Do you really need a business plan?
Some studies I’ve read suggest that yes, you absolutely need a business plan to be successful. Other studies have found that your time and effort is better spent working in and on your business rather than laboring over the creation of a business plan which often leads to frustration and inaction.
I have worked clients who subscribe to both philosophies. Some create a business plan every year. They set goals and objectives and periodically make changes and update their plan throughout the year, Others just shoot from the hip. They let their instincts drive their activity.
Not all business plans are created equally. Some are very simple, a few pages or less, and others are more complex. They both can be effective, but only if they are actively used, monitored, revised and put to good use.
I prefer to take a more practical approach. Whether you call it a business plan or not, I do feel that it is imperative to create a road map of how to get from where you are to where you want to be.
In order to do that, you need to set some goals and then create the action steps you’ll need to take to get there. Yet there is one more element that is critical if you want to achieve those goals, you must be able to track key metrics or indicators to help you determine if you are on target to achieve your goals, and if not, take the corrective action(s) that are needed.
Where to Begin?
A good place to start is to review the past year. What were your previously set goals? Which strategies worked, and which ones did not? What were your successes and disappointments? What did you learn from each?
Using the above information, create your new goals and apply what you’ve learned. What changes do you need to make to your marketing, prospecting, staff, processes, record keeping, attitude, metrics, time management, scheduling, delegating, keeping score, reviewing results, etc.?
Monitor Your Progress Often
Now that you have a plan or road map, determine how you will track whether you are on target or not. What metrics or data will you need to keep providing you with an early warning system that tells you either every is OK, or it’s time to make a course correction?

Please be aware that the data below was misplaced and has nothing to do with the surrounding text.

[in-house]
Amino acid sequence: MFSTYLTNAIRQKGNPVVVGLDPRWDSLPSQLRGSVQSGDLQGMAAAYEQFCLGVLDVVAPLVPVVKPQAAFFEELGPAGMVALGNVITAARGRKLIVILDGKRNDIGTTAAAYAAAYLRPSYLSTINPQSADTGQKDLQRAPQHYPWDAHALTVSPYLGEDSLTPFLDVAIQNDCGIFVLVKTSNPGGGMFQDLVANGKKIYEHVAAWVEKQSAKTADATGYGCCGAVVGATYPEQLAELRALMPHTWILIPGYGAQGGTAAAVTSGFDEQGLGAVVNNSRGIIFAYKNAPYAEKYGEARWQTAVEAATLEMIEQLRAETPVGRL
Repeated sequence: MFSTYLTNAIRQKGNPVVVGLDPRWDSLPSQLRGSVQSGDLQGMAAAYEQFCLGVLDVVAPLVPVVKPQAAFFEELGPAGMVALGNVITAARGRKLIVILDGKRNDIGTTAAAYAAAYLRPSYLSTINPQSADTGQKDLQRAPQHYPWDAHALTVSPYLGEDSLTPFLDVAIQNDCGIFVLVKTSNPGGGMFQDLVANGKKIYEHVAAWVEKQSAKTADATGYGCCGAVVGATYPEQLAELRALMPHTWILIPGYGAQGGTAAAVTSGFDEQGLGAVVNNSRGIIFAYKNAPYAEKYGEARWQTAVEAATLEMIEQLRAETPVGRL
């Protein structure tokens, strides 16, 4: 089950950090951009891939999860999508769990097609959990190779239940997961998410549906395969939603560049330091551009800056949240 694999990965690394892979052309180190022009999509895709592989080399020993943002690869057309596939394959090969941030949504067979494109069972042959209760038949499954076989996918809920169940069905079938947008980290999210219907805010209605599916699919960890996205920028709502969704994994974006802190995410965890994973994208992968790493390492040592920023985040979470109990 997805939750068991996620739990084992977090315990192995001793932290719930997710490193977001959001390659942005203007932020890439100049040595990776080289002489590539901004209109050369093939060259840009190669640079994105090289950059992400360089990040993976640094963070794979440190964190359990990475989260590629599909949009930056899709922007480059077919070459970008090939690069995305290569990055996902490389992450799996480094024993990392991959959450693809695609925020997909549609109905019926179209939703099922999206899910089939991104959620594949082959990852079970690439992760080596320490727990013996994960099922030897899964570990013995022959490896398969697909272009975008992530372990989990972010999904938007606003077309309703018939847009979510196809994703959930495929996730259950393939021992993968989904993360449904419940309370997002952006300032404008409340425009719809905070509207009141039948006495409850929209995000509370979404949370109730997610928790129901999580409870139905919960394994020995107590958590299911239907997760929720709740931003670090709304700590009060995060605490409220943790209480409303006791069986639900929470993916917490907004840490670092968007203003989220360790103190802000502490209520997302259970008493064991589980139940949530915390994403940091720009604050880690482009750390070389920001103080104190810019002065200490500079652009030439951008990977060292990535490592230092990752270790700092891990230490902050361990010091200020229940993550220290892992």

Reviewing your metrics often is a big key to success. Some metrics need to be tracked daily, others only weekly or monthly. Much more than monthly doesn’t give you enough time to make adjustments and corrections to your plan.
The Continual Performance Improvement Process
Consider adopting the following model as a guide to your on-going success in achieving your goals (take from my book, “What Every Great Salesperson Knows, A No-nonsense Guide to Sales Success”, available from Amazon or as a free PDF from my website).
Step I: Review and/or clarify your mission.
Does your mission statement truly express your core values? If not, revise it. List 4 or 5 concrete
steps you are willing to take to express your core values in your career. In other words, let the
expression of your core values guide your performance improvement.
Step II: Analyze your current situation in terms of your mission.
To start this process, ask yourself these questions:
1. What’s my status today in terms of my mission?
2. What should I accomplish next?
3. Do I need special skills, help or resources to do this? If so, how can I develop and/or acquire
4. Do I have someone I trust to hold me accountable?
Step III: Set long- and short-range objectives for yourself.
Make sure your objectives are: 1) clearly related to your mission, 2) believable, and 3) challenging.
Measure your results in terms of your mission. For example, choose standards that you want to meet in such metrics as quantity, cost effectiveness, impact on your organization, accuracy, completeness and quality.
It is important to make sure that your goals are challenging because achievement requires the improvement of skill. On the other hand, do not set goals that are so high you do not believe you can achieve them. It is better to set smaller goals that make you stretch—but are within reach—than to set goals that are so high you are sure to fail. Each time you achieve a goal, your confidence will grow, and you can gradually set the bar higher and higher.
Also, be sure to set a completion date for your objectives.
Step IV: Schedule the activities you need to take to achieve your objectives.
Make these a priority and do them before any other demands on your time. To help you achieve this, see the Ideal Work Week Exercise in this chapter. (Note: You can also find the Ideal Work Week Exercise in Appendix 1.)
Step V: Implement the activities.
Make a commitment to yourself not to procrastinate. Remind yourself of your core values, your
mission and your vision. Then just do it!
Step VI: Evaluate the results.
Constantly assess what you do. You can’t improve unless you know what you did well and what
you did poorly. Ask for feedback from your manager, customers, and trusted friends and implement their helpful suggestions.
Then repeat the cycle over and over!
Good luck on your journey to success.